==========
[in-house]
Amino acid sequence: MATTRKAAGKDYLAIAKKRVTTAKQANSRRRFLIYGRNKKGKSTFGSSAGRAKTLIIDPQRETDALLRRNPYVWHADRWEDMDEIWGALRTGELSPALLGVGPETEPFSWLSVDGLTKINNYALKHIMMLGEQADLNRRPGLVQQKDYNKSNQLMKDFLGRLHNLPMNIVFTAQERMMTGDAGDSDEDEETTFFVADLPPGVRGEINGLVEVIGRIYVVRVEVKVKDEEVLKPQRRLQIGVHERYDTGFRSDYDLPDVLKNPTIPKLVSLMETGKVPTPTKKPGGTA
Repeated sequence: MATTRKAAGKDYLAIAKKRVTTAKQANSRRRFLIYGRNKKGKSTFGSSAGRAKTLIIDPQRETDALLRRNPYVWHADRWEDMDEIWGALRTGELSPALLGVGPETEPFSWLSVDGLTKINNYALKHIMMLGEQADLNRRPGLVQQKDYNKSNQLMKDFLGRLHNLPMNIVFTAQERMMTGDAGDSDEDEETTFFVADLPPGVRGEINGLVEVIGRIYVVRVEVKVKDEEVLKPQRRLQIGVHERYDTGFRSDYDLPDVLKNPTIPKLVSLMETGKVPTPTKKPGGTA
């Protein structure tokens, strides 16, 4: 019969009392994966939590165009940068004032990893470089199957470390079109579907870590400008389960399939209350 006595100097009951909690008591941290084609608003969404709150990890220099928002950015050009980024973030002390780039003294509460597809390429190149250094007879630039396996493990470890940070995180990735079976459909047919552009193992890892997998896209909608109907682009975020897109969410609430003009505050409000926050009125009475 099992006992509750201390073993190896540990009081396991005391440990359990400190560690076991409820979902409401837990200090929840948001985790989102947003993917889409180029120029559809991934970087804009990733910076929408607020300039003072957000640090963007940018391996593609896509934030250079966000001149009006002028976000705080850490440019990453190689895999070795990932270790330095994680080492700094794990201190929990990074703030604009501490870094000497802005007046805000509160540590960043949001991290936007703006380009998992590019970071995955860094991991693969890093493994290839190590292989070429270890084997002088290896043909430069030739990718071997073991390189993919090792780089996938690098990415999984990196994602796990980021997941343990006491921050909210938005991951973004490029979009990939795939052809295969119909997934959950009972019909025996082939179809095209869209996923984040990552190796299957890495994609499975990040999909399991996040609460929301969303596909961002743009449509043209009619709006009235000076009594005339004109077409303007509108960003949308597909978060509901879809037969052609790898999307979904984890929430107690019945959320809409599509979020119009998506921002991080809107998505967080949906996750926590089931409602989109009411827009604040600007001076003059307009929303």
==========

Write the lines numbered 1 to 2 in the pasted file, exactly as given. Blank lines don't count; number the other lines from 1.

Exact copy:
[in-house]
Amino acid sequence: MATTRKAAGKDYLAIAKKRVTTAKQANSRRRFLIYGRNKKGKSTFGSSAGRAKTLIIDPQRETDALLRRNPYVWHADRWEDMDEIWGALRTGELSPALLGVGPETEPFSWLSVDGLTKINNYALKHIMMLGEQADLNRRPGLVQQKDYNKSNQLMKDFLGRLHNLPMNIVFTAQERMMTGDAGDSDEDEETTFFVADLPPGVRGEINGLVEVIGRIYVVRVEVKVKDEEVLKPQRRLQIGVHERYDTGFRSDYDLPDVLKNPTIPKLVSLMETGKVPTPTKKPGGTA